Tuesday, October 6, 2015

October 6, 1927 - The Jazz Singer, the first feature-length motion picture with synchronized dialogue, is released. Cinema was revolutionized. Overnight careers ended, new stars found the spotlight, studios vanished, storytelling changed almost completely.

The story: Jakie Rabinowitz (Al Jolson) is a young Jewish man whose father (Warner Oland) wants him to follow in his footsteps and be cantor for a synagogue. (A cantor is a professionally trained singer who leads the congregation in sung prayers and songs.) Jakie is particularly good at singing the Kol Nidre, a call to worship sung at the beginning of the evening service on every night of Yom Kippur. But Jakie really loves jazz, and wants a career as a jazz singer. When his father finds him performing jazz in a beer garden, he punishes Jakie -- who runs away.

Ten years pass. Jakie, now calling himself Jack Robin, has become a talented jazz singer and fallen in love with the beautiful dancer, Mary Dale (May McAvoy). She pushes him to follow his dreams, and become the star she knows he is capable of being. Jack tries to reconcile with his father, but the elderly cantor rejects his son once more. Two weeks later, Jack's father falls gravely ill a few days before Yom Kippur. Jack is asked to sing the Kol Nidre at his father's congregation, but Jack is supposed to debut in a major Broadway play the same night.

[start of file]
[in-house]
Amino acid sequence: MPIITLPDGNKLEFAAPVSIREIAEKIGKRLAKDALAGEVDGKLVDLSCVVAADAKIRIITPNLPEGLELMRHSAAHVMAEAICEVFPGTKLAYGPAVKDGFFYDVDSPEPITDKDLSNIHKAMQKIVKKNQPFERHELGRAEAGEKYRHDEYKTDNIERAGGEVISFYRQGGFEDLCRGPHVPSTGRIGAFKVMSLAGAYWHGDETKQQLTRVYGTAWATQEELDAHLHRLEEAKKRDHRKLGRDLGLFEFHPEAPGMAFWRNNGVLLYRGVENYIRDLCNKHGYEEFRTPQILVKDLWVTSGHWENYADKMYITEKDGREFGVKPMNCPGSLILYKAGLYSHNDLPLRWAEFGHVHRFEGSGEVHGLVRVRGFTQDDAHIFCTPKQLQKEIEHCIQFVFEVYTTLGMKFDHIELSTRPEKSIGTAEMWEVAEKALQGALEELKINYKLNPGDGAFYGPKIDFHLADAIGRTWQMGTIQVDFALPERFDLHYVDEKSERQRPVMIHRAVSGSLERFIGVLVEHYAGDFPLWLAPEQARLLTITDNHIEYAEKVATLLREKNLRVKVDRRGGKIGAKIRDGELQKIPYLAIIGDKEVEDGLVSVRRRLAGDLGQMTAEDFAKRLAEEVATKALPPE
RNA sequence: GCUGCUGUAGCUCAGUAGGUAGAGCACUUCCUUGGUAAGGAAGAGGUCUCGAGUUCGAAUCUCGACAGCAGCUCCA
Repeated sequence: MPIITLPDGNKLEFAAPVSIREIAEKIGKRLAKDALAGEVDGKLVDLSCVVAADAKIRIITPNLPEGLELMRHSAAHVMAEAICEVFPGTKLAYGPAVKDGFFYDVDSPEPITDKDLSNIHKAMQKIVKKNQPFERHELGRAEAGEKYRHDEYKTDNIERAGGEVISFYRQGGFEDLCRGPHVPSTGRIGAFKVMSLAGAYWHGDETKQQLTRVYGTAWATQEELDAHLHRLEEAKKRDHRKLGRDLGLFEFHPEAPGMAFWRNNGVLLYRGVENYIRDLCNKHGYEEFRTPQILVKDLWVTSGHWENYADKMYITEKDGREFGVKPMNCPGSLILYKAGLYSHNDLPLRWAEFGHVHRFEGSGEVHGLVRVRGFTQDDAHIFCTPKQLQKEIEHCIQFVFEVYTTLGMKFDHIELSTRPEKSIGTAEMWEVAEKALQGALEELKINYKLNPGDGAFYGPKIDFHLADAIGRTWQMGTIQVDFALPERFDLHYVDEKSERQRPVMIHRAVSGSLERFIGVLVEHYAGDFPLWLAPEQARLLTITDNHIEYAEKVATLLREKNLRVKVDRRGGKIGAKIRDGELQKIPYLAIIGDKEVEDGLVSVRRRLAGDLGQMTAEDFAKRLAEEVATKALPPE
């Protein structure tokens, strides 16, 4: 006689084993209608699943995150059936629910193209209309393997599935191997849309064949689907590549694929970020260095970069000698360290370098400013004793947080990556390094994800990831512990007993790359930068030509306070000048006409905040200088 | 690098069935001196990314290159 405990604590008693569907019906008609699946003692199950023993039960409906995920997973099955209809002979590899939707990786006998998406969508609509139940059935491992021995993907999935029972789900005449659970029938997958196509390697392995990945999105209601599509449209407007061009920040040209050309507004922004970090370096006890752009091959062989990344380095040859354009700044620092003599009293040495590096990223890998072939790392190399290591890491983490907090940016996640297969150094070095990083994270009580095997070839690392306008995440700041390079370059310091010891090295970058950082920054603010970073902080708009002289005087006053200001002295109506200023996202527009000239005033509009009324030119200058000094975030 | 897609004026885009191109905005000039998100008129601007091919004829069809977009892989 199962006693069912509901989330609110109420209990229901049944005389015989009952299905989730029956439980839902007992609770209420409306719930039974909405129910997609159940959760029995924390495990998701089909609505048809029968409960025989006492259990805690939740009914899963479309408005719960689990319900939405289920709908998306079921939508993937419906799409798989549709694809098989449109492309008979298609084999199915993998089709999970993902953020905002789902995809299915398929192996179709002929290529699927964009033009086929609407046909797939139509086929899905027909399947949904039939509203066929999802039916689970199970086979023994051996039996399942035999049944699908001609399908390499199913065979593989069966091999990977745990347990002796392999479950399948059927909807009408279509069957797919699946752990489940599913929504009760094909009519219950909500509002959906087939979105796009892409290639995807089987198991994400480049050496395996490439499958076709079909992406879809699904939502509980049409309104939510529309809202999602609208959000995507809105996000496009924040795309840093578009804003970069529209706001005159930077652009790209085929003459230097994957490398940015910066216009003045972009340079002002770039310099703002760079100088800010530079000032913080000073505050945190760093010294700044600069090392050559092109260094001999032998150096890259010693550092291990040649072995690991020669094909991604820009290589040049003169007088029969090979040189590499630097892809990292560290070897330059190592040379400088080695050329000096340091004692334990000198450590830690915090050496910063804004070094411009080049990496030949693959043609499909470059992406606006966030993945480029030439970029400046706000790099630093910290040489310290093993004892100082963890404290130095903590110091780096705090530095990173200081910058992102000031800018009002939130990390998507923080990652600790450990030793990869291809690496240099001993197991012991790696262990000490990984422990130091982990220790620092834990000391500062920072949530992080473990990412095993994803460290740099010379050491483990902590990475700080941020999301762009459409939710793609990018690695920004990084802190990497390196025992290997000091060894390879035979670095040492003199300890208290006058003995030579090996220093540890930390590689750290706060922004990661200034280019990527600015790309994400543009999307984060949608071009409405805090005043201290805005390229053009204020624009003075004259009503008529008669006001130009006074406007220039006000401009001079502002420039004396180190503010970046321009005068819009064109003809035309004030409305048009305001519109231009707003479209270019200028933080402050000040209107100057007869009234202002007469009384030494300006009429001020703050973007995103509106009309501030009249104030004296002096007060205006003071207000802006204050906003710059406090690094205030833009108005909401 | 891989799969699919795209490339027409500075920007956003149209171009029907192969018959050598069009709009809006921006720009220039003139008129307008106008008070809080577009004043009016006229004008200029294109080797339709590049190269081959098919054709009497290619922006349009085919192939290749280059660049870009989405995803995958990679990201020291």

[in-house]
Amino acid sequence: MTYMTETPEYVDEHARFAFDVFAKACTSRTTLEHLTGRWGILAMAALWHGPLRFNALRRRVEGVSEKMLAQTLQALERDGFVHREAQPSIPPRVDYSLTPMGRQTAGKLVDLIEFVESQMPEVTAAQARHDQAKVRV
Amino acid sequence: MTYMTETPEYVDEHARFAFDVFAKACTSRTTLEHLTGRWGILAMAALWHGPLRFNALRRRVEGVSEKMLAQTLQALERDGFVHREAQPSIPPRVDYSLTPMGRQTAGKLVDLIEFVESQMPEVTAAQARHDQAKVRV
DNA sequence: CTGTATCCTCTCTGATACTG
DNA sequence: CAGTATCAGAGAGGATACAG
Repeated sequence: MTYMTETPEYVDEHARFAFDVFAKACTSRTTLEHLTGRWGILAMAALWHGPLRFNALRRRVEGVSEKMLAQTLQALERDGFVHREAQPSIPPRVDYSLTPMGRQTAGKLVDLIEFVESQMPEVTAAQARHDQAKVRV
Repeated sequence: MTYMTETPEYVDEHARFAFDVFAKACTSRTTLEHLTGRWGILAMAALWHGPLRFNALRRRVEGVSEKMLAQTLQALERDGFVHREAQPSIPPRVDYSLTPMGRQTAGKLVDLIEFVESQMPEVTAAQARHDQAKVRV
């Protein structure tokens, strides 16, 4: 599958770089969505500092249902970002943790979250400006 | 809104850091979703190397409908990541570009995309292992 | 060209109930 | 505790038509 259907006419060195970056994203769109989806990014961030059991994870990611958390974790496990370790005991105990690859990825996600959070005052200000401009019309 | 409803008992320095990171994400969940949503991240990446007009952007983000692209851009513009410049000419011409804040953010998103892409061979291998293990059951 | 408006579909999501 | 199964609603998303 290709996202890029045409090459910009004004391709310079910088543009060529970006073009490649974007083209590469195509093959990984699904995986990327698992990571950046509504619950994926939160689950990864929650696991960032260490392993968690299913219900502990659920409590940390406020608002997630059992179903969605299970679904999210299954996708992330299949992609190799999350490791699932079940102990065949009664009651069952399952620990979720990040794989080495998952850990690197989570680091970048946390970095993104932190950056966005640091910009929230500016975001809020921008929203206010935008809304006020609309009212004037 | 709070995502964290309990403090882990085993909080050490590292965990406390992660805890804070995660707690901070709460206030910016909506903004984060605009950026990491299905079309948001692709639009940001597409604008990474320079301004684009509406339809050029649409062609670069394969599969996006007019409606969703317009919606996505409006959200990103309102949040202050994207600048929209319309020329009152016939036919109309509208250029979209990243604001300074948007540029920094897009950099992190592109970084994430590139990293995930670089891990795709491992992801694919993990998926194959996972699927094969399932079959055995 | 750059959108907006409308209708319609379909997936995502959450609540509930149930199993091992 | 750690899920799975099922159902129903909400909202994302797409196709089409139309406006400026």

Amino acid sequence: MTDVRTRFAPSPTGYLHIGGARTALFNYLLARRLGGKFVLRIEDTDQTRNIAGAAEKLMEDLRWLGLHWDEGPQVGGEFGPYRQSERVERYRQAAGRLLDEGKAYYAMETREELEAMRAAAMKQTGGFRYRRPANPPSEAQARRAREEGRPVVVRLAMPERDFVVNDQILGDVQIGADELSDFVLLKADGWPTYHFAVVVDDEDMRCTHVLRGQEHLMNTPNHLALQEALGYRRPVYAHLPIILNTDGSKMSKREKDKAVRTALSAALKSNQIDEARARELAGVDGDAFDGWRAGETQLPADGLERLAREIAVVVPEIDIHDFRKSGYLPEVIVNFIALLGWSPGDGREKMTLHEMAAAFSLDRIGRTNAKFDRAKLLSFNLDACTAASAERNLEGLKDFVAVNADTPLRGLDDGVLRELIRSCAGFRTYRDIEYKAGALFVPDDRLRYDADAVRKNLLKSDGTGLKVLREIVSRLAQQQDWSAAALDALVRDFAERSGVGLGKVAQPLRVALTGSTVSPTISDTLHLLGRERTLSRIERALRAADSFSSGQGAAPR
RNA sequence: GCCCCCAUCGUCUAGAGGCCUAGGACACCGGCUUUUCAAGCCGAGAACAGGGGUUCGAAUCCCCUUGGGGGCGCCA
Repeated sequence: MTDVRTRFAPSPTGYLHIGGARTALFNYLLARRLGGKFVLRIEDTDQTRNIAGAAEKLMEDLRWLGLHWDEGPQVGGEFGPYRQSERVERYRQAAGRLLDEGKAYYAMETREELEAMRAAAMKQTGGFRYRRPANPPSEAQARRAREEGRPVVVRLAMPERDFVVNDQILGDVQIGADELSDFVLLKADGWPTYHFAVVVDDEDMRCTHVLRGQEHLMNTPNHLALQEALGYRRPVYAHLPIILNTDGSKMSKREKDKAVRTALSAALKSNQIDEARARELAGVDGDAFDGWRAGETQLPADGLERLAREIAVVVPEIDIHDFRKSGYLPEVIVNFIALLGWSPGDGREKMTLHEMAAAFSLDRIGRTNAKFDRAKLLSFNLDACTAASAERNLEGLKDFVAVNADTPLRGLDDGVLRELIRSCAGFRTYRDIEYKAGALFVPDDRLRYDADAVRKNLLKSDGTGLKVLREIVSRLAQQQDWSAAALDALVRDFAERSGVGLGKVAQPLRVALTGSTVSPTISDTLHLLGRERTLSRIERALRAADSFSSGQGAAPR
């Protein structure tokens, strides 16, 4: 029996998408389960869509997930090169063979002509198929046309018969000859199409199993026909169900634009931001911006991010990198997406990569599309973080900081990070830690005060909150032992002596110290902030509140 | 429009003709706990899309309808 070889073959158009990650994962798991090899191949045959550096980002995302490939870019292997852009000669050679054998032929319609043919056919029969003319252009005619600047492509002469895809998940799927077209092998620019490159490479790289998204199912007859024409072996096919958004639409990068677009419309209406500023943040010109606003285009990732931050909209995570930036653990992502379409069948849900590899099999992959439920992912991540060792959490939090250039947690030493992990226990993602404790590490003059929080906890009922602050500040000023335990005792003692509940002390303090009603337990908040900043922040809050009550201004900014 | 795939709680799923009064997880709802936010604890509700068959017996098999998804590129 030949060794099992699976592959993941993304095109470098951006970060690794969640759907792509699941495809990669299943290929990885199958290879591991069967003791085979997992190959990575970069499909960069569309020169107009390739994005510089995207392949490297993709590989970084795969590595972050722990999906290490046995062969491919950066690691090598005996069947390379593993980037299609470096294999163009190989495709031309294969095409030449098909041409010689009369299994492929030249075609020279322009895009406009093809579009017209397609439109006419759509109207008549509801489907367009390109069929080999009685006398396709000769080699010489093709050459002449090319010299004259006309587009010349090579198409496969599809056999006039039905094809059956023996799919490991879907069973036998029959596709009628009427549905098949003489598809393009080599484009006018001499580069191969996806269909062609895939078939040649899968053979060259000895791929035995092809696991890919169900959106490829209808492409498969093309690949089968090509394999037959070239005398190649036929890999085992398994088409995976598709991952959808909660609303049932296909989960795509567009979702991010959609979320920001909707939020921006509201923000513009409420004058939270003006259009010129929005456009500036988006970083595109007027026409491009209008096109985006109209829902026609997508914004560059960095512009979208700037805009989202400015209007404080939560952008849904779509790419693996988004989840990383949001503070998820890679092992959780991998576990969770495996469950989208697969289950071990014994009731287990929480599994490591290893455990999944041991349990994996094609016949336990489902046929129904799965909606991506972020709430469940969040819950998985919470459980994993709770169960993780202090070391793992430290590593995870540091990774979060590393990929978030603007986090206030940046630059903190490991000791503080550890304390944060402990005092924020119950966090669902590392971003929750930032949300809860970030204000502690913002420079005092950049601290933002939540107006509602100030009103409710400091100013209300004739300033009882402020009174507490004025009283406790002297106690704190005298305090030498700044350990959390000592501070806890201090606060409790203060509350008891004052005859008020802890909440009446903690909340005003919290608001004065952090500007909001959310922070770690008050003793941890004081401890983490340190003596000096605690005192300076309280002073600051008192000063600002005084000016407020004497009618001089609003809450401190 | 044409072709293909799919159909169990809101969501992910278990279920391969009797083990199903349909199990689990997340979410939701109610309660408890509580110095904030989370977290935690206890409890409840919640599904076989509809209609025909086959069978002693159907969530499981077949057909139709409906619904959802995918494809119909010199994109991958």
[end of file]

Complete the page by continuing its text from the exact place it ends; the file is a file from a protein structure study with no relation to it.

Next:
Jack's mother Sara (Eugenie Besserer) and synagogue leader Moisha Yudelson (Otto Lederer) visit Jack at the theater, begging him to sing for the church. Jack sings a gentle pop tune for his mother, who tearfully admits that if God had wanted her son to sing in church, He would have kept him from the stage. Jack is moved by his mother's devotion, and visits his dying father. Sara says singing Kol Nidre might heal Jack's father, but a theatrical producer warns Jack that if he bails from the show that his career will be over.

Jack decides to sing the Kol Nidre at synagogue, despite Mary's pleas. As he does so, Mary realizes Jack is singing like a jazz singer. She realizes she's pushed him too hard. But all's well that ends well: Jack still becomes a major star, and his mother watches as he sings "My Mammy" in blackface from the stage of his new show.

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